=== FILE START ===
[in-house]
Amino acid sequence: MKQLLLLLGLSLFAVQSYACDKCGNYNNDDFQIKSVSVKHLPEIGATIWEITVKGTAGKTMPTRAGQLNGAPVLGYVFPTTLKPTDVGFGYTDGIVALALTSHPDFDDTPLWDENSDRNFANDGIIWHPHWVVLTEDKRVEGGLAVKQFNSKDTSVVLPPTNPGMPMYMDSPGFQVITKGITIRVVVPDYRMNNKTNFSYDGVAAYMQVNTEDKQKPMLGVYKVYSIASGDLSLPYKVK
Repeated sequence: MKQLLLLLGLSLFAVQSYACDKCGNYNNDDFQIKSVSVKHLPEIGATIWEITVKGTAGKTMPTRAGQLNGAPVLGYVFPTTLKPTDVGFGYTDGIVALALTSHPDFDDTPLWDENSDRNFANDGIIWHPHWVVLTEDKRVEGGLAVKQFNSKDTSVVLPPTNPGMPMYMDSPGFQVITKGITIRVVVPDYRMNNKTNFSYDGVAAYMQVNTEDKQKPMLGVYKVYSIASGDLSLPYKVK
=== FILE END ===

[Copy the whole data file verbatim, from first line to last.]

[in-house]
Amino acid sequence: MKQLLLLLGLSLFAVQSYACDKCGNYNNDDFQIKSVSVKHLPEIGATIWEITVKGTAGKTMPTRAGQLNGAPVLGYVFPTTLKPTDVGFGYTDGIVALALTSHPDFDDTPLWDENSDRNFANDGIIWHPHWVVLTEDKRVEGGLAVKQFNSKDTSVVLPPTNPGMPMYMDSPGFQVITKGITIRVVVPDYRMNNKTNFSYDGVAAYMQVNTEDKQKPMLGVYKVYSIASGDLSLPYKVK
Repeated sequence: MKQLLLLLGLSLFAVQSYACDKCGNYNNDDFQIKSVSVKHLPEIGATIWEITVKGTAGKTMPTRAGQLNGAPVLGYVFPTTLKPTDVGFGYTDGIVALALTSHPDFDDTPLWDENSDRNFANDGIIWHPHWVVLTEDKRVEGGLAVKQFNSKDTSVVLPPTNPGMPMYMDSPGFQVITKGITIRVVVPDYRMNNKTNFSYDGVAAYMQVNTEDKQKPMLGVYKVYSIASGDLSLPYKVK